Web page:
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In the peak of Pride Month, the US Supreme Court ruled to uphold the rights of LGBTQIA+ individuals to not be fired for their gender or sexual orientation. To argue these protections should not apply, lawyers fro Clayton County, Georgia argued, “This case is not about whether Congress should enact a statute prohibiting employment discrimination on the basis of sexual orientation as a matter of desirable public policy. Instead, the issue presented in this Petition is whether Congress did so more than 50 years ago when it enacted Title VII of the Civil Rights Act of 1964.”

The majority opinion, written by President Trump’s first Supreme Court appointee, Justice Neil Gorsuch, unequivocally states, “The answer is clear. An employer who fires an individual for being homosexual or transgender fires that person for traits or actions it would not have questioned in members of a different sex. Sex plays a necessary and undisguisable role in the decision, exactly what Title VII forbids.”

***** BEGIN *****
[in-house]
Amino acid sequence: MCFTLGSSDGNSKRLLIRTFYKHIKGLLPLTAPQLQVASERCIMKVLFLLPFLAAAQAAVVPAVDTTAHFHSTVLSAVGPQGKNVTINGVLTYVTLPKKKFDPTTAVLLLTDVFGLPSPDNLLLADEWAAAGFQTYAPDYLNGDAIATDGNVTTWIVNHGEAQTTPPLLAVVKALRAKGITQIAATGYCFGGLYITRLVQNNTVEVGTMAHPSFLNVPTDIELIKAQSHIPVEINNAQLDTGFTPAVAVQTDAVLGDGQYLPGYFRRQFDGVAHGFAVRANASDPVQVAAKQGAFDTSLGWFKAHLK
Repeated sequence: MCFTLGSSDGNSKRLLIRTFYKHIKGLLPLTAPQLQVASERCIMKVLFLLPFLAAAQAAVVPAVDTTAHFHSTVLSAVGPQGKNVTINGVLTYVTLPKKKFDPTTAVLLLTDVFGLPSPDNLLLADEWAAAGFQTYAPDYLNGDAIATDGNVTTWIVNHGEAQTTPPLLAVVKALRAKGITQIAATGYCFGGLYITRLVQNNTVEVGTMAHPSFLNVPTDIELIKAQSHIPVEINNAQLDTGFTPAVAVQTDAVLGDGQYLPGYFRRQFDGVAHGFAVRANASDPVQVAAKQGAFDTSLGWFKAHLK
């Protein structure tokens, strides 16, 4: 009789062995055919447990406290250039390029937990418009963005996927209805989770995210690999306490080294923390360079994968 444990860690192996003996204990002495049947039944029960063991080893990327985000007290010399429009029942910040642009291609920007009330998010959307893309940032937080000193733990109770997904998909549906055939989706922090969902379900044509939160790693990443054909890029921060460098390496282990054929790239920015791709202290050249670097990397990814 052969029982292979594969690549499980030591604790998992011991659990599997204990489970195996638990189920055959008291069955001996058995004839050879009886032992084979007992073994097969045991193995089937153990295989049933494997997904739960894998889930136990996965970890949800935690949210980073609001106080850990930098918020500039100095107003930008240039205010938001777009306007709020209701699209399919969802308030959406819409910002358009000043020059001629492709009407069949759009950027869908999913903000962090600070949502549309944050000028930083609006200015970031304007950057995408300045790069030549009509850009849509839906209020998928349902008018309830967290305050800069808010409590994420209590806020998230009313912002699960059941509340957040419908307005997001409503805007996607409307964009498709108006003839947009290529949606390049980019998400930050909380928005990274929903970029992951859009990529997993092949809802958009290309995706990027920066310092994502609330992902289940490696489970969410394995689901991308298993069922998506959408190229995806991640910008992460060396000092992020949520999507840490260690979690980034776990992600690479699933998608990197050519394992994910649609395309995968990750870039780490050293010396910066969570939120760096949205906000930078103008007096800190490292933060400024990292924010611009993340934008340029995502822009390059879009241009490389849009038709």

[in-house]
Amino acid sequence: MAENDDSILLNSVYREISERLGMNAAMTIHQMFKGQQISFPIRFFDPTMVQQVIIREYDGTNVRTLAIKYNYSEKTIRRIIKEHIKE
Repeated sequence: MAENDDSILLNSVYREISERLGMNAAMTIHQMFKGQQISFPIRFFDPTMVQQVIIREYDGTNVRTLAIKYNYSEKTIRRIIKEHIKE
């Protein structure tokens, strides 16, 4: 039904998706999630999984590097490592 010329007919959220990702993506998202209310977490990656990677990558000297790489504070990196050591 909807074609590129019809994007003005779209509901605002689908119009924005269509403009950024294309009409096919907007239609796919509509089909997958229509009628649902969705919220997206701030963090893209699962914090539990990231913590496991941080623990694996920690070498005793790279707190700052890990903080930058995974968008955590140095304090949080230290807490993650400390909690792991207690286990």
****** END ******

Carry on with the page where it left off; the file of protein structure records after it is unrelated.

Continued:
Two conservative justices joined ranks with liberal justices to form a 6-3 majority. Moving beyond marriage equality and into the workplace is a significant threshold to ensure no one can be discriminated against on the basis of their sexual orientation or transgender status.

On the eve of the 51st anniversary of the Stonewall riots, conservative Christians are now saying the tables have turned. A Southern Baptist spokesperson said it had “seismic implications” and Franklin Graham commented, “I don’t know how this is going to protect us.”